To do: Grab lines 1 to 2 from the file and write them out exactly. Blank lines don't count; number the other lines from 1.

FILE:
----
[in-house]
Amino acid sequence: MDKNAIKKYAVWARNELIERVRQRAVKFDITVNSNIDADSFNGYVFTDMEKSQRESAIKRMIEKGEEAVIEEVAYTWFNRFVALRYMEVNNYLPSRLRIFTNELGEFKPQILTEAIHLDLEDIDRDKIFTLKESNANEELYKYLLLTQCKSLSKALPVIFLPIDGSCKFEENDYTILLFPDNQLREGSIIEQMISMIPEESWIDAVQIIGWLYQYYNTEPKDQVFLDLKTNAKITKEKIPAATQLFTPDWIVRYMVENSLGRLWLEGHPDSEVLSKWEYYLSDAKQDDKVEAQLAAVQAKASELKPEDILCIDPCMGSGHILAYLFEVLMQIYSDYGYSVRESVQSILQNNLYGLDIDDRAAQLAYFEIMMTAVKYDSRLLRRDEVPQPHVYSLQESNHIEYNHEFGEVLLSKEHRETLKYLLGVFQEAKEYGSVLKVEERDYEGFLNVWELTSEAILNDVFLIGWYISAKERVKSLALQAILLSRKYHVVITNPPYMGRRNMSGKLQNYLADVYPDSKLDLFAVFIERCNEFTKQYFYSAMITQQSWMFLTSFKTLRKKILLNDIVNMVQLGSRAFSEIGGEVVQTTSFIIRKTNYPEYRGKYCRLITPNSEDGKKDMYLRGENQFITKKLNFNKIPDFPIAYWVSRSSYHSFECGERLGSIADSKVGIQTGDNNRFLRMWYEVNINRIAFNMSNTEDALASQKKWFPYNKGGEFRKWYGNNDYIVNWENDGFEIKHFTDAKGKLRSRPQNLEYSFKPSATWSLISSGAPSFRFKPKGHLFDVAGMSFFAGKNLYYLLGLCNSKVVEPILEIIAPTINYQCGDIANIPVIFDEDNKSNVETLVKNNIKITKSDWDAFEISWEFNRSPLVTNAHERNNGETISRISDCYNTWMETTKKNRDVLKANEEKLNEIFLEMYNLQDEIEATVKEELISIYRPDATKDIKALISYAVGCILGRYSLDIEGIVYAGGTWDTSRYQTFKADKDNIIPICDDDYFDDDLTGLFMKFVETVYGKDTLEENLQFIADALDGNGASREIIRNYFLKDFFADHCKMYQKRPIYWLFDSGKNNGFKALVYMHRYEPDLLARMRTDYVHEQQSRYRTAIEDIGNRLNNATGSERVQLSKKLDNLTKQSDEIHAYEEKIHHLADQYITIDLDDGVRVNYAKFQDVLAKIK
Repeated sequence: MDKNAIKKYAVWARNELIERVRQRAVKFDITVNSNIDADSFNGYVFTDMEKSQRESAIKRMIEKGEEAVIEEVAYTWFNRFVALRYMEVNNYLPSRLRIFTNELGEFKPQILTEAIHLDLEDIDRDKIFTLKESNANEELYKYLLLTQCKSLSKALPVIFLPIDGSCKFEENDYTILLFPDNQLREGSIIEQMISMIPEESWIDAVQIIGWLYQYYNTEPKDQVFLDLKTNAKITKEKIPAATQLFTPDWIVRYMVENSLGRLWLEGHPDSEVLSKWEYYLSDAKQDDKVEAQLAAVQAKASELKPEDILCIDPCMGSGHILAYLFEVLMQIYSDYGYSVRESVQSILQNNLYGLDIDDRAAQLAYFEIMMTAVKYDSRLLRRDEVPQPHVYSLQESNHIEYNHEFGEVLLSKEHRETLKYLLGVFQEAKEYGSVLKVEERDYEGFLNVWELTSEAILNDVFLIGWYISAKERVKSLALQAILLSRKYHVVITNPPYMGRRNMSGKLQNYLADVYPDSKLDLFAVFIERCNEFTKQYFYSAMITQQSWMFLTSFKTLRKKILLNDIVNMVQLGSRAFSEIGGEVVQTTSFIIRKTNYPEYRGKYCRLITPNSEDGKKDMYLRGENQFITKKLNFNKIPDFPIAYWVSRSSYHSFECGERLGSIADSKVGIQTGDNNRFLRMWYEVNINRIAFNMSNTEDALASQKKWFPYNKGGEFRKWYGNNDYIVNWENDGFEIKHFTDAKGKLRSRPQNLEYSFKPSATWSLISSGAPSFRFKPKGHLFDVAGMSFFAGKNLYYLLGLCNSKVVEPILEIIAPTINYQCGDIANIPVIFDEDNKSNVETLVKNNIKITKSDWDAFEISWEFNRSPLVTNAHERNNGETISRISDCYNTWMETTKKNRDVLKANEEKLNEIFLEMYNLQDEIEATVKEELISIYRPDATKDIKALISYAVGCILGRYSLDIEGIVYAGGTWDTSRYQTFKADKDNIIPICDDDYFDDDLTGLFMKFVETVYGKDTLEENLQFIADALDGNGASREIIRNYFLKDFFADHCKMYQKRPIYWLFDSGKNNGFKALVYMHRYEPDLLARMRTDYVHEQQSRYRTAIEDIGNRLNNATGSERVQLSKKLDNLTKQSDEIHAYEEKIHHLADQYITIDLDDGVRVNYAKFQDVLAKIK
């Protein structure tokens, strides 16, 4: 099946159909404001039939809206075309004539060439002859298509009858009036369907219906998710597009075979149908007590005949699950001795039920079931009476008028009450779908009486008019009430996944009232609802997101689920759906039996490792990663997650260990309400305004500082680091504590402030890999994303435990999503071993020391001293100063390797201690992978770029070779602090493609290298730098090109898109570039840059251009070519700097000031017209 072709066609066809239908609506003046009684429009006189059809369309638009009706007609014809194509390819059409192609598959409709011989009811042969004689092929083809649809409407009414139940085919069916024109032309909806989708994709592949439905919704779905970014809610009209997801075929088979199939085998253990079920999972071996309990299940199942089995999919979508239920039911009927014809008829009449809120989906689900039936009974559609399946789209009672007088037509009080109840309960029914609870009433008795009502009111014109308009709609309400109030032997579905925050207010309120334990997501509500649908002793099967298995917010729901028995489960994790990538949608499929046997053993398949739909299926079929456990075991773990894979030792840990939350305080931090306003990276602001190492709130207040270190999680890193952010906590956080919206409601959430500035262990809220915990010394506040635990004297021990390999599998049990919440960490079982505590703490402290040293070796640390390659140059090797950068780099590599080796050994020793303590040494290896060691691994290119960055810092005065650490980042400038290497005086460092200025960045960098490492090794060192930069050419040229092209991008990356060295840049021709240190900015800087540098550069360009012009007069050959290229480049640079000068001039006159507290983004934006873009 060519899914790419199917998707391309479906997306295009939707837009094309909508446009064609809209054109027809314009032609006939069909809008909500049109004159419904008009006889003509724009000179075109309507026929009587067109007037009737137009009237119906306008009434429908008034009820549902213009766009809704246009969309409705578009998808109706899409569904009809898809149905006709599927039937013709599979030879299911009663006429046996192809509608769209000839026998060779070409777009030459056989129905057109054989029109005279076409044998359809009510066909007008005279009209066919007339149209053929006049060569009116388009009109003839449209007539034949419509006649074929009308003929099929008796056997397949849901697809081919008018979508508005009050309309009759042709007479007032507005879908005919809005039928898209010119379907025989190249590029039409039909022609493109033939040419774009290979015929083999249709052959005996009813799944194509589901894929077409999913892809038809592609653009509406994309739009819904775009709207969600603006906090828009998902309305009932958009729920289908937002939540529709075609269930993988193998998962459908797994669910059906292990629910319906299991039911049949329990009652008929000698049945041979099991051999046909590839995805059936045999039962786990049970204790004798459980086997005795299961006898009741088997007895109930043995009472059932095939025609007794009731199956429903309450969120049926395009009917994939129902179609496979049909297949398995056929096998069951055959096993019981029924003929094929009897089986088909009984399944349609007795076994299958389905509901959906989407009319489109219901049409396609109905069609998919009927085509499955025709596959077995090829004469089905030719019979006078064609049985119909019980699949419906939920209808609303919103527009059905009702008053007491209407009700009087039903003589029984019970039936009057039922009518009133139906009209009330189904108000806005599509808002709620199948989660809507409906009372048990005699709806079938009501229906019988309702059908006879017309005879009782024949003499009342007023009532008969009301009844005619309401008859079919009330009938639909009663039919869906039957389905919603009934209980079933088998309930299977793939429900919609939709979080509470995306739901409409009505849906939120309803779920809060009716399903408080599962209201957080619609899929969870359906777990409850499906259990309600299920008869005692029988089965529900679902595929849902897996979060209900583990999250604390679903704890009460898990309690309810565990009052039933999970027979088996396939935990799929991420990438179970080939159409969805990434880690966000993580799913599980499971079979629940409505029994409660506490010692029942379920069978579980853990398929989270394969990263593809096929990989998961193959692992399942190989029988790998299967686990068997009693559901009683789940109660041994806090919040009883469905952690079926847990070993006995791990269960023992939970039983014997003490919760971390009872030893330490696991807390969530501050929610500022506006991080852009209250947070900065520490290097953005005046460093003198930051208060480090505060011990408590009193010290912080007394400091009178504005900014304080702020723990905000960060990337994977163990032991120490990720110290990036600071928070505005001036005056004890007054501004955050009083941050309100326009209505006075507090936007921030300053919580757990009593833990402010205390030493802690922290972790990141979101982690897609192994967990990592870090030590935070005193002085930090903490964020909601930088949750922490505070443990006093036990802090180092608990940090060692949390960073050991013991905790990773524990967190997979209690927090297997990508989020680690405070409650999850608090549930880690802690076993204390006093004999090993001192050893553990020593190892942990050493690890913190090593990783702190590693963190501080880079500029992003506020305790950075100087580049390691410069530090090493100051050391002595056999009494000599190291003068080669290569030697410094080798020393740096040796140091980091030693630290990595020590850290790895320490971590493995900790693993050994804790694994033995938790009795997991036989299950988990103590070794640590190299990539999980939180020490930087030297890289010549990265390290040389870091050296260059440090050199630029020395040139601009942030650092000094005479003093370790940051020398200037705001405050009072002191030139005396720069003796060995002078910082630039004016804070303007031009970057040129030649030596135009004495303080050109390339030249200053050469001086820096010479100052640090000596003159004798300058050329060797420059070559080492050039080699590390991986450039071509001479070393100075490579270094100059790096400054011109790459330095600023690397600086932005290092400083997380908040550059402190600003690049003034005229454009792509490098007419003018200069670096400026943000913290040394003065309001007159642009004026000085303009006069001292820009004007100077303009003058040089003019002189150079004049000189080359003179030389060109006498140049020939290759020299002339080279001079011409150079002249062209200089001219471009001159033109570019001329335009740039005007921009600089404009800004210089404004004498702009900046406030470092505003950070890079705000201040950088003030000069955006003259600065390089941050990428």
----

[in-house]
Amino acid sequence: MDKNAIKKYAVWARNELIERVRQRAVKFDITVNSNIDADSFNGYVFTDMEKSQRESAIKRMIEKGEEAVIEEVAYTWFNRFVALRYMEVNNYLPSRLRIFTNELGEFKPQILTEAIHLDLEDIDRDKIFTLKESNANEELYKYLLLTQCKSLSKALPVIFLPIDGSCKFEENDYTILLFPDNQLREGSIIEQMISMIPEESWIDAVQIIGWLYQYYNTEPKDQVFLDLKTNAKITKEKIPAATQLFTPDWIVRYMVENSLGRLWLEGHPDSEVLSKWEYYLSDAKQDDKVEAQLAAVQAKASELKPEDILCIDPCMGSGHILAYLFEVLMQIYSDYGYSVRESVQSILQNNLYGLDIDDRAAQLAYFEIMMTAVKYDSRLLRRDEVPQPHVYSLQESNHIEYNHEFGEVLLSKEHRETLKYLLGVFQEAKEYGSVLKVEERDYEGFLNVWELTSEAILNDVFLIGWYISAKERVKSLALQAILLSRKYHVVITNPPYMGRRNMSGKLQNYLADVYPDSKLDLFAVFIERCNEFTKQYFYSAMITQQSWMFLTSFKTLRKKILLNDIVNMVQLGSRAFSEIGGEVVQTTSFIIRKTNYPEYRGKYCRLITPNSEDGKKDMYLRGENQFITKKLNFNKIPDFPIAYWVSRSSYHSFECGERLGSIADSKVGIQTGDNNRFLRMWYEVNINRIAFNMSNTEDALASQKKWFPYNKGGEFRKWYGNNDYIVNWENDGFEIKHFTDAKGKLRSRPQNLEYSFKPSATWSLISSGAPSFRFKPKGHLFDVAGMSFFAGKNLYYLLGLCNSKVVEPILEIIAPTINYQCGDIANIPVIFDEDNKSNVETLVKNNIKITKSDWDAFEISWEFNRSPLVTNAHERNNGETISRISDCYNTWMETTKKNRDVLKANEEKLNEIFLEMYNLQDEIEATVKEELISIYRPDATKDIKALISYAVGCILGRYSLDIEGIVYAGGTWDTSRYQTFKADKDNIIPICDDDYFDDDLTGLFMKFVETVYGKDTLEENLQFIADALDGNGASREIIRNYFLKDFFADHCKMYQKRPIYWLFDSGKNNGFKALVYMHRYEPDLLARMRTDYVHEQQSRYRTAIEDIGNRLNNATGSERVQLSKKLDNLTKQSDEIHAYEEKIHHLADQYITIDLDDGVRVNYAKFQDVLAKIK